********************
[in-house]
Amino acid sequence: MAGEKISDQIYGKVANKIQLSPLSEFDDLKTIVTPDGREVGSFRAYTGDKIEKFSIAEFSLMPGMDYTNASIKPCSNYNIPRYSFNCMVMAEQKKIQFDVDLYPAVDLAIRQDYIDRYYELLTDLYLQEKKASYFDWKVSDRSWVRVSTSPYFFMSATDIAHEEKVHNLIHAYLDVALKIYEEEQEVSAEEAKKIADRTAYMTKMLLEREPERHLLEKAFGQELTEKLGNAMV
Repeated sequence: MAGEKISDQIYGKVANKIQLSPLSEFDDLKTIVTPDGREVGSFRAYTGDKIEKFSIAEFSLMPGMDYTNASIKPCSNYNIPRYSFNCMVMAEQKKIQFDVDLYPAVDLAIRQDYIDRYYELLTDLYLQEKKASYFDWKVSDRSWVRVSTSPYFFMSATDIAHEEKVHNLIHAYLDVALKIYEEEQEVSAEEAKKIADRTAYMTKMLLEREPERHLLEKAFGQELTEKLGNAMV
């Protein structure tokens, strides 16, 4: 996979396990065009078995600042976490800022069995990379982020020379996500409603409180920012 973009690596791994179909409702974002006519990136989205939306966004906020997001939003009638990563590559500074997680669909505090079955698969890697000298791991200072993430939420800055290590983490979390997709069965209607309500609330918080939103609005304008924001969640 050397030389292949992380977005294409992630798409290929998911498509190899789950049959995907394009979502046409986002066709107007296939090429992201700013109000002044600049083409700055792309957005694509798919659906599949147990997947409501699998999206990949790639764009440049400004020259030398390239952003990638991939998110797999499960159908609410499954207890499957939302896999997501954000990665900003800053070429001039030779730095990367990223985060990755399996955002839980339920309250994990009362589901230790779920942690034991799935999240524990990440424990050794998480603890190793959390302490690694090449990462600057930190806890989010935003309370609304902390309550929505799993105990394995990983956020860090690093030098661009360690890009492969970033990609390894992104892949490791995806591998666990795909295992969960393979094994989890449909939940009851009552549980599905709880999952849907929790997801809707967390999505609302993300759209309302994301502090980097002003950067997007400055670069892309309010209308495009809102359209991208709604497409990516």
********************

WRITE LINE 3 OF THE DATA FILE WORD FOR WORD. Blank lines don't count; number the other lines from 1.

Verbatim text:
Repeated sequence: MAGEKISDQIYGKVANKIQLSPLSEFDDLKTIVTPDGREVGSFRAYTGDKIEKFSIAEFSLMPGMDYTNASIKPCSNYNIPRYSFNCMVMAEQKKIQFDVDLYPAVDLAIRQDYIDRYYELLTDLYLQEKKASYFDWKVSDRSWVRVSTSPYFFMSATDIAHEEKVHNLIHAYLDVALKIYEEEQEVSAEEAKKIADRTAYMTKMLLEREPERHLLEKAFGQELTEKLGNAMV